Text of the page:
Drug supplier McKesson refiles lawsuit to keep state from using one execution drug | Arkansas Blog

Tuesday, April 18, 2017

Drug supplier McKesson refiles lawsuit to keep state from using one execution drug

Posted By on Tue, Apr 18, 2017 at 4:03 PM

McKesson, the drug supplier that provided the Arkansas Department of Correction with vecuronium bromide under the auspices that it was for medical use in the department's health center, refiled a lawsuit in state court seeking to prevent ADC from using the drug in executions.
The complaint says that McKesson sold the state vecuronium bromide under the restriction that it would be used for medical purposes only. When McKesson learned the state was holding the drug for use in lethal injection, it requested the drug to be returned and refunded the state for its payment for the drug. According to the lawsuit, ADC officials said they would, but never did. The suit says that if the vecuronium bromide is used in Arkansas's executions, McKesson will suffer "grave reputational harm."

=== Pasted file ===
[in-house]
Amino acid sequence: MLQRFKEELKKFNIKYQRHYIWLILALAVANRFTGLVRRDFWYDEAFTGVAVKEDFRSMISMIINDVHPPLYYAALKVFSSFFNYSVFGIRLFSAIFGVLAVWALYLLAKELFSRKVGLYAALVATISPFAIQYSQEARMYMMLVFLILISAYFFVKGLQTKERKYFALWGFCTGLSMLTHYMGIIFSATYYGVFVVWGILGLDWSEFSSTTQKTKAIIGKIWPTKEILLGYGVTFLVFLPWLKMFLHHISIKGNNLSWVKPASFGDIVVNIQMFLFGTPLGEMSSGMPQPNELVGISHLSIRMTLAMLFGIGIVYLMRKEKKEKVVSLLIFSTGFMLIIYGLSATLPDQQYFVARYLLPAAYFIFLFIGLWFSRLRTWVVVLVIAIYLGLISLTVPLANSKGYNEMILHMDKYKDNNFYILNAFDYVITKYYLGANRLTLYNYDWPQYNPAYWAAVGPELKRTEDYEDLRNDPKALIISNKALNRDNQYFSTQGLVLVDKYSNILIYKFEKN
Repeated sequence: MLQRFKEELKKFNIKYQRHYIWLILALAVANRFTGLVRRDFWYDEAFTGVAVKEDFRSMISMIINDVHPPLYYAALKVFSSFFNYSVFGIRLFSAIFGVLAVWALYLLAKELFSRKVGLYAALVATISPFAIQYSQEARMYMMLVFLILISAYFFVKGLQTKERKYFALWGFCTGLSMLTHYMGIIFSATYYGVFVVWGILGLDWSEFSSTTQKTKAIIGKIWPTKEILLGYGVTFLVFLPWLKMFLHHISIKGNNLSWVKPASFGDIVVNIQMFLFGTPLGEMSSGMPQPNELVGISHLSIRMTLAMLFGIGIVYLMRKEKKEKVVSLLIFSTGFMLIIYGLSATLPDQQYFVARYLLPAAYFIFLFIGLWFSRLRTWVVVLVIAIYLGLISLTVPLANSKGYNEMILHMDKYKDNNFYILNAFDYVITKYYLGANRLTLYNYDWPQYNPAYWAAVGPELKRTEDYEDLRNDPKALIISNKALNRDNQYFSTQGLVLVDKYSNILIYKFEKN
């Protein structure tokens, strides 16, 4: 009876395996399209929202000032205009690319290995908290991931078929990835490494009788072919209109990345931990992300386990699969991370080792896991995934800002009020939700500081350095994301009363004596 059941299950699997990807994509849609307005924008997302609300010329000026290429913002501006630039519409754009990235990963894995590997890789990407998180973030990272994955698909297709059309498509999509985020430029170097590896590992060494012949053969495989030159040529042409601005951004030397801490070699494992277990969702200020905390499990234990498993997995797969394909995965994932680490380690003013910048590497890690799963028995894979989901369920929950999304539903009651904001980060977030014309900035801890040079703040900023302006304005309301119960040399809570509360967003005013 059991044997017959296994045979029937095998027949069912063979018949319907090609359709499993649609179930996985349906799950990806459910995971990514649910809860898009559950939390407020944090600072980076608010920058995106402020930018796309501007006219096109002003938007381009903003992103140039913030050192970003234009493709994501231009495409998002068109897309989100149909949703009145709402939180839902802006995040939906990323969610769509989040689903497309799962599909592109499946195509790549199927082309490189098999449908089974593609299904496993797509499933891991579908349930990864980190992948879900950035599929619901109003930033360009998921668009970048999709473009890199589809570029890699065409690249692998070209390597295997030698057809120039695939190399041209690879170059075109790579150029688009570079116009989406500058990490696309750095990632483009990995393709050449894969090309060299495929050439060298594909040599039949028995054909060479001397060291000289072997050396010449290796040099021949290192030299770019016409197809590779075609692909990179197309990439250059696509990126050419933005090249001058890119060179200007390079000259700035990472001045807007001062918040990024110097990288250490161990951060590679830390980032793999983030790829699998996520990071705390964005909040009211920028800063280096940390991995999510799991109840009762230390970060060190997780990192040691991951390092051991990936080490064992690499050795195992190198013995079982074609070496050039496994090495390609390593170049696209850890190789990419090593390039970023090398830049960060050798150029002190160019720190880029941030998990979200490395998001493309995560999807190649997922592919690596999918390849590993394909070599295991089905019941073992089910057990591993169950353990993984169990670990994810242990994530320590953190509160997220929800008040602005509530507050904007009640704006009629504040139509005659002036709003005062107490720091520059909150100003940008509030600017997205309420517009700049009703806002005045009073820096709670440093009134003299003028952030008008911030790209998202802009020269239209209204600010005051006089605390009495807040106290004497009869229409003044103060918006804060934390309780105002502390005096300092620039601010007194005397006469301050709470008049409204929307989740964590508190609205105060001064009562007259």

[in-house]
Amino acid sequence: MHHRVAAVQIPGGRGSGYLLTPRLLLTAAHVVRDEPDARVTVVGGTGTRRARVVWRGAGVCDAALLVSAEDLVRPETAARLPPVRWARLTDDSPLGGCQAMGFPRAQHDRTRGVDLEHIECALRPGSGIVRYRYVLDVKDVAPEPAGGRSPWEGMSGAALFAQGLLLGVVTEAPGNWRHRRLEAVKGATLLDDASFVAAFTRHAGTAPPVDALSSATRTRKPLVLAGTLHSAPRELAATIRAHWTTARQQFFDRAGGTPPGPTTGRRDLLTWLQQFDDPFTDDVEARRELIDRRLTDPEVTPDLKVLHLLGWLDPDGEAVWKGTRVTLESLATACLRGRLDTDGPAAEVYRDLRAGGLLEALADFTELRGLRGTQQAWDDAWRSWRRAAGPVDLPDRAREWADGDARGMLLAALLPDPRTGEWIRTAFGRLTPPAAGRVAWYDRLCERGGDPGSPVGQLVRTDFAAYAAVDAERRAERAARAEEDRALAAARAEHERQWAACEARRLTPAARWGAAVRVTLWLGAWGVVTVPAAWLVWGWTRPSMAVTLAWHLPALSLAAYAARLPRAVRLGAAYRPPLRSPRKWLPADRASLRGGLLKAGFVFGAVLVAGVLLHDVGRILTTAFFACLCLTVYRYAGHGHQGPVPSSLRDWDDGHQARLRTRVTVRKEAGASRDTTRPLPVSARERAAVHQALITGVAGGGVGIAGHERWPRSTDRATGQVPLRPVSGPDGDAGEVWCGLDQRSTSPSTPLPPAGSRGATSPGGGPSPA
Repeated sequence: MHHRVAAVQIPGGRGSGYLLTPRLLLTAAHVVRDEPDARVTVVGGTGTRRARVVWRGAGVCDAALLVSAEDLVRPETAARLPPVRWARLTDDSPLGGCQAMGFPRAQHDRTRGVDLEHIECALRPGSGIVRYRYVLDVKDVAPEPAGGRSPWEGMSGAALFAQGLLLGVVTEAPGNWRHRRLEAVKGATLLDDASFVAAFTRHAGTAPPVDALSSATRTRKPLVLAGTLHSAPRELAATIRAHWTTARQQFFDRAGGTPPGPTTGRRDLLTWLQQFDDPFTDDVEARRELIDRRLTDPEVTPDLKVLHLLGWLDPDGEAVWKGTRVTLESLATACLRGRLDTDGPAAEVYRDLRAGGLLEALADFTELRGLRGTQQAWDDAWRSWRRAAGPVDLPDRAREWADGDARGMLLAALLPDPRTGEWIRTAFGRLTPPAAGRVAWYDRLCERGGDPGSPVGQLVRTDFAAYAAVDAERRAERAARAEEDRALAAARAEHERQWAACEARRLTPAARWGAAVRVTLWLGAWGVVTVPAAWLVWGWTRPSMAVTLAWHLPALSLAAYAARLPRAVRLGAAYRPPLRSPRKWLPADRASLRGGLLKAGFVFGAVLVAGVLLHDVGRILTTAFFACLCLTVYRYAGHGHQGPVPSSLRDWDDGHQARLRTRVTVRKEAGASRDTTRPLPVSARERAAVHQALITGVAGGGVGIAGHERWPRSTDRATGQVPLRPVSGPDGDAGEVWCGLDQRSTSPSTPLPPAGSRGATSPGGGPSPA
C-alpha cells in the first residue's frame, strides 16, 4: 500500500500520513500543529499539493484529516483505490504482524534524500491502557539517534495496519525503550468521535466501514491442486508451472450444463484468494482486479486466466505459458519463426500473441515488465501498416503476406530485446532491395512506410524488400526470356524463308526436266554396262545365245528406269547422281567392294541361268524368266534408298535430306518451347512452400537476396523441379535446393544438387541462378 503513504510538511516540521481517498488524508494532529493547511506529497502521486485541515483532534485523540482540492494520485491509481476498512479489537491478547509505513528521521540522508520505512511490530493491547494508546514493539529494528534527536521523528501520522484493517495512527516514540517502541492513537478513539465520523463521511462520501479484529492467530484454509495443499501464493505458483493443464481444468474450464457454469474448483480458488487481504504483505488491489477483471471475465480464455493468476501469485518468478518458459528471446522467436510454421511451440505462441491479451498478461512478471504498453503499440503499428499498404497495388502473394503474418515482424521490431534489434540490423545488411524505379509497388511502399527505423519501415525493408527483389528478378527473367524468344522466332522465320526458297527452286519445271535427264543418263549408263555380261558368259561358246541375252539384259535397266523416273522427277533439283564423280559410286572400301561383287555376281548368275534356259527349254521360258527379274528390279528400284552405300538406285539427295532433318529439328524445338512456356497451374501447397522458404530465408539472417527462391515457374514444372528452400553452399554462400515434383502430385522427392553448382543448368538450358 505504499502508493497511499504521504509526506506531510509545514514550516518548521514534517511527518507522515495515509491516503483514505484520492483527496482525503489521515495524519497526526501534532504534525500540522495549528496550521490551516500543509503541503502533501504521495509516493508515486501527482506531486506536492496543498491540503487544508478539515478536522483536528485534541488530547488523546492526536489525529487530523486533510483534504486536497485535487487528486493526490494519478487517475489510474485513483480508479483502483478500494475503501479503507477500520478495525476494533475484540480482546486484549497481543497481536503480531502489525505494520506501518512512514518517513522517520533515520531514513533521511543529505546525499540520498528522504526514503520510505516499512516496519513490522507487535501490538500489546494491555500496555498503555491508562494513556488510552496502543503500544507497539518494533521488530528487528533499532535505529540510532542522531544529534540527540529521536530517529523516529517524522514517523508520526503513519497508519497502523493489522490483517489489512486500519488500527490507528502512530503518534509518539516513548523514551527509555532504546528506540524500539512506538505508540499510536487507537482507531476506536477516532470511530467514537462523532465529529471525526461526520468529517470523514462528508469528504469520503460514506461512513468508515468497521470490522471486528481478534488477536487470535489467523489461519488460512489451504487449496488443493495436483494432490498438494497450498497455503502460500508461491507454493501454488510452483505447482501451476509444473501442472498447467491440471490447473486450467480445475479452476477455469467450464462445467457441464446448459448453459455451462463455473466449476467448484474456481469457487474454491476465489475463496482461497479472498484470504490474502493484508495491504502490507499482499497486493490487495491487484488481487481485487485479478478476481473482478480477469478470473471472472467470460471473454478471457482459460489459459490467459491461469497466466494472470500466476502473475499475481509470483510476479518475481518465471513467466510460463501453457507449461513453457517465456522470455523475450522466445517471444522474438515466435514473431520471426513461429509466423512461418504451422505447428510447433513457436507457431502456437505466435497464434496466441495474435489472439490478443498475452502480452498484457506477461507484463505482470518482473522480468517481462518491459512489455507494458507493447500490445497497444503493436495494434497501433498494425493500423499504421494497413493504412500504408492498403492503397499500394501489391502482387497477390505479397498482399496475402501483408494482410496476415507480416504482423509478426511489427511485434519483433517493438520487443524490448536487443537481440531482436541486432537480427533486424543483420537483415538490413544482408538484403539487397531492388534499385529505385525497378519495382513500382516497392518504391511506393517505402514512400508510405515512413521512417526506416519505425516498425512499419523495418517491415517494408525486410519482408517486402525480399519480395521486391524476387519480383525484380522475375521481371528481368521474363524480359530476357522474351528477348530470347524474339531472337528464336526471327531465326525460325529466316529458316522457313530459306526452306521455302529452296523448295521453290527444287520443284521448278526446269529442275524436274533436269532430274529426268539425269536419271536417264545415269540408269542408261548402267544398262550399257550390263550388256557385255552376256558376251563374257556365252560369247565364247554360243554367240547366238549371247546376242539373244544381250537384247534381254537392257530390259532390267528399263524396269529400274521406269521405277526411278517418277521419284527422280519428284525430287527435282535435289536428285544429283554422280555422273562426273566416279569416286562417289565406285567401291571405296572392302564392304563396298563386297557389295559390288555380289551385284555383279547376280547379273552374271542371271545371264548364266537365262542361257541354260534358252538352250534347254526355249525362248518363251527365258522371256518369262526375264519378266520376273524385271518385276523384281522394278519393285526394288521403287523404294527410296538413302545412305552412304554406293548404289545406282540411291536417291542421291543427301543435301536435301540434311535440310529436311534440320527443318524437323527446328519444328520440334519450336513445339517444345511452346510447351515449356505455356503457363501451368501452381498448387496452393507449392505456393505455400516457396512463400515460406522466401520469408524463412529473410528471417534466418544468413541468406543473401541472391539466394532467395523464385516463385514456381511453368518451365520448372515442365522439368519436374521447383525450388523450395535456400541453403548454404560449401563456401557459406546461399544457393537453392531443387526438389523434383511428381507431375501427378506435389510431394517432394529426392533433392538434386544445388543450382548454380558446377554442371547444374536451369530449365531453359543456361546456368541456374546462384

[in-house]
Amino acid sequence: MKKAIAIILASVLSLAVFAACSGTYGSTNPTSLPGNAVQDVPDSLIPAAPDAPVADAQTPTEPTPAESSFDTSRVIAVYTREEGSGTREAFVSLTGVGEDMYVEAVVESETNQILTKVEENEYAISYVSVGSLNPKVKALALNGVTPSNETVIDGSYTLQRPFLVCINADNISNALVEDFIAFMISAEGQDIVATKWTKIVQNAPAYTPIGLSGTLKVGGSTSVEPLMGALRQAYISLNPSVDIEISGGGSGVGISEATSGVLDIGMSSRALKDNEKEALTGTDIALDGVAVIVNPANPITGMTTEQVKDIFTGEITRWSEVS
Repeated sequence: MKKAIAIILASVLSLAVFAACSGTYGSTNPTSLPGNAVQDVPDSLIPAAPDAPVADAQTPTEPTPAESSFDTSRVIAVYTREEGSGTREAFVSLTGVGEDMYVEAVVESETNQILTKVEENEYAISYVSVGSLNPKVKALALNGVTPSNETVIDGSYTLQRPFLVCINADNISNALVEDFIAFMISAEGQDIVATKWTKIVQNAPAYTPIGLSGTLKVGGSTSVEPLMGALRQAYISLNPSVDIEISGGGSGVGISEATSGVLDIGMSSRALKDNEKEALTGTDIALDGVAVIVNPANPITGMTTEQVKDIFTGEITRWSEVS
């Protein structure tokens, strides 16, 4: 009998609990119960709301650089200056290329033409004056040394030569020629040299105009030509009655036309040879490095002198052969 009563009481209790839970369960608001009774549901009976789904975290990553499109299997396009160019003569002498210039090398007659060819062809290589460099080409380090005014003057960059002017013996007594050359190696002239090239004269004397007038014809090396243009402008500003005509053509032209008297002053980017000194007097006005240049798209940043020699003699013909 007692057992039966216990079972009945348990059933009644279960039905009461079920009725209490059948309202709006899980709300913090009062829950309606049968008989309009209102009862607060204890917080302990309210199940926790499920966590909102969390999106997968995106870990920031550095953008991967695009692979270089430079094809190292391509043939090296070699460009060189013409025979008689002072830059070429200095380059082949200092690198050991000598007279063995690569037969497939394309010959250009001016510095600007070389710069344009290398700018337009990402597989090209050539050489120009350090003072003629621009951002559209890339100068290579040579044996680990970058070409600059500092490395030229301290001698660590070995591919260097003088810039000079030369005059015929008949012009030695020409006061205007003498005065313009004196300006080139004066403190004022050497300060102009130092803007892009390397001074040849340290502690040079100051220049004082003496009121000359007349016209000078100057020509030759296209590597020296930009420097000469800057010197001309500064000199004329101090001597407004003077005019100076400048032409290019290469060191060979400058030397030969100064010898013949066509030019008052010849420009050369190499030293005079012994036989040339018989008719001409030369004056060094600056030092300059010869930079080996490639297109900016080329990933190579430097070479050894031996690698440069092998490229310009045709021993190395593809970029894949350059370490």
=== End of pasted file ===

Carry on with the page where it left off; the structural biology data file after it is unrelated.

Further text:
The complaint appears to mirror the one filed last week in Pulaski County Circuit Court. Judge Wendell Griffen issued a temporary order Friday afternoon restraining the state from using vecuronium bromide. Shortly after, he joined a protest outside the Governor’s Mansion. On Monday, in light of federal district Judge Kristine Baker’s injunction against the executions, McKesson asked that its case be dismissed and the temporary restraining order be lifted. Later Monday, the state Supreme Court barred Griffen from hearing any death penalty cases and referred him to the Judicial Discipline and Disability Commission. The state court also vacated the temporary restraining order that Griffen issued against the use of vecuronium bromide.

The new case has been assigned to Pulaski County Circuit Judge Alice Gray.

UPDATE: Attorney General Leslie Rutledge has filed a motion requesting a venue change to Faulkner County Circuit Court. Citing the fact that McKesson is based in Virginia, Rutledge points to Act 967 of 2017, which allows a defendant in a civil action to obtain a mandatory change of venue to the county of their choice upon request if the plaintiff is not a resident of Arkansas. Rutledge claims that under the law, the court must grant the change of venue. Read the motion here:

The new law, drafted by Sen. Trent Garner (R-El Dorado), appears to make legal forum shopping, where defendants can move civil suits to counties with, say, more conservative judiciaries. We've asked a spokesman for Rutledge for justification.

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